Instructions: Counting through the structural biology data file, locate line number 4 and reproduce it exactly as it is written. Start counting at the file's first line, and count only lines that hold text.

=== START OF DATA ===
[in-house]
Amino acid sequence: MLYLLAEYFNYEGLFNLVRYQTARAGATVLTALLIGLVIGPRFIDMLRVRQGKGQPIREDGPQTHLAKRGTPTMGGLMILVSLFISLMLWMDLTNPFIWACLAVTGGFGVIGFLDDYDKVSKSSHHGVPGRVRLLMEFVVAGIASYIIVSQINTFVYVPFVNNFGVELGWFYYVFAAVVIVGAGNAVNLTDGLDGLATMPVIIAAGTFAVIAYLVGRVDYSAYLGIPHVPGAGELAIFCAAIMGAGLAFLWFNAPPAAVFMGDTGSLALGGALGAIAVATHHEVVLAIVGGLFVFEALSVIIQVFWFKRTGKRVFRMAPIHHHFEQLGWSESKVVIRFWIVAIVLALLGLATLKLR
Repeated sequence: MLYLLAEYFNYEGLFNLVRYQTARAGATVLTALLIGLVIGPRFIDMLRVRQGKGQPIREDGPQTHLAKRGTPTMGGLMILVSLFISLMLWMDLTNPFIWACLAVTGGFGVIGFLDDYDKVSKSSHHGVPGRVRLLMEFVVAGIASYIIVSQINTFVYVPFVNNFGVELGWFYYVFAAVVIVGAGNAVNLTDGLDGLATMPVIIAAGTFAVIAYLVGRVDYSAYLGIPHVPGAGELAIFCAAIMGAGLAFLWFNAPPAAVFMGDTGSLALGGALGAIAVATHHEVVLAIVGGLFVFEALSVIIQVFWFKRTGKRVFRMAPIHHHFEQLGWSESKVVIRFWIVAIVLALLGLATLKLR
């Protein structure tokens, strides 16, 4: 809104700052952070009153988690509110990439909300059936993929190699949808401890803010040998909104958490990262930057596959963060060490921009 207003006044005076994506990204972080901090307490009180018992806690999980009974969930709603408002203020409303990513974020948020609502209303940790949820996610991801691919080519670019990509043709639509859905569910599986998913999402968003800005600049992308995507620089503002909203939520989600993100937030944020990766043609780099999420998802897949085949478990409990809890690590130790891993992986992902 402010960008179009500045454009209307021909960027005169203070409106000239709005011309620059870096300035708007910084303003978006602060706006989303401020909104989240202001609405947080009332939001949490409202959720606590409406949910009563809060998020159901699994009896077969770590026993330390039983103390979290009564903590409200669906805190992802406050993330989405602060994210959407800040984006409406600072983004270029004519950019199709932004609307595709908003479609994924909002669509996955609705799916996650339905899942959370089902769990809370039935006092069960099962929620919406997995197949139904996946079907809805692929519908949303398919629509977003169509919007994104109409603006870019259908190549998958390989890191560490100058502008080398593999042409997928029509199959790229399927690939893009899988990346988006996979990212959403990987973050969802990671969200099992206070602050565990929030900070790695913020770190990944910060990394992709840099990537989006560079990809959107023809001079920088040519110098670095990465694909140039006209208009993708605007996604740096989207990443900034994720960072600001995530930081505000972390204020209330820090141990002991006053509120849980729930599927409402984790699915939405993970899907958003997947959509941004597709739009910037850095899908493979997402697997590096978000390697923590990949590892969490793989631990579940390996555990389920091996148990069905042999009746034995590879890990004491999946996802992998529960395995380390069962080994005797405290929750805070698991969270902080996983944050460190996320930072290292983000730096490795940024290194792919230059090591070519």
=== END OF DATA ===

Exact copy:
């Protein structure tokens, strides 16, 4: 809104700052952070009153988690509110990439909300059936993929190699949808401890803010040998909104958490990262930057596959963060060490921009 207003006044005076994506990204972080901090307490009180018992806690999980009974969930709603408002203020409303990513974020948020609502209303940790949820996610991801691919080519670019990509043709639509859905569910599986998913999402968003800005600049992308995507620089503002909203939520989600993100937030944020990766043609780099999420998802897949085949478990409990809890690590130790891993992986992902 402010960008179009500045454009209307021909960027005169203070409106000239709005011309620059870096300035708007910084303003978006602060706006989303401020909104989240202001609405947080009332939001949490409202959720606590409406949910009563809060998020159901699994009896077969770590026993330390039983103390979290009564903590409200669906805190992802406050993330989405602060994210959407800040984006409406600072983004270029004519950019199709932004609307595709908003479609994924909002669509996955609705799916996650339905899942959370089902769990809370039935006092069960099962929620919406997995197949139904996946079907809805692929519908949303398919629509977003169509919007994104109409603006870019259908190549998958390989890191560490100058502008080398593999042409997928029509199959790229399927690939893009899988990346988006996979990212959403990987973050969802990671969200099992206070602050565990929030900070790695913020770190990944910060990394992709840099990537989006560079990809959107023809001079920088040519110098670095990465694909140039006209208009993708605007996604740096989207990443900034994720960072600001995530930081505000972390204020209330820090141990002991006053509120849980729930599927409402984790699915939405993970899907958003997947959509941004597709739009910037850095899908493979997402697997590096978000390697923590990949590892969490793989631990579940390996555990389920091996148990069905042999009746034995590879890990004491999946996802992998529960395995380390069962080994005797405290929750805070698991969270902080996983944050460190996320930072290292983000730096490795940024290194792919230059090591070519």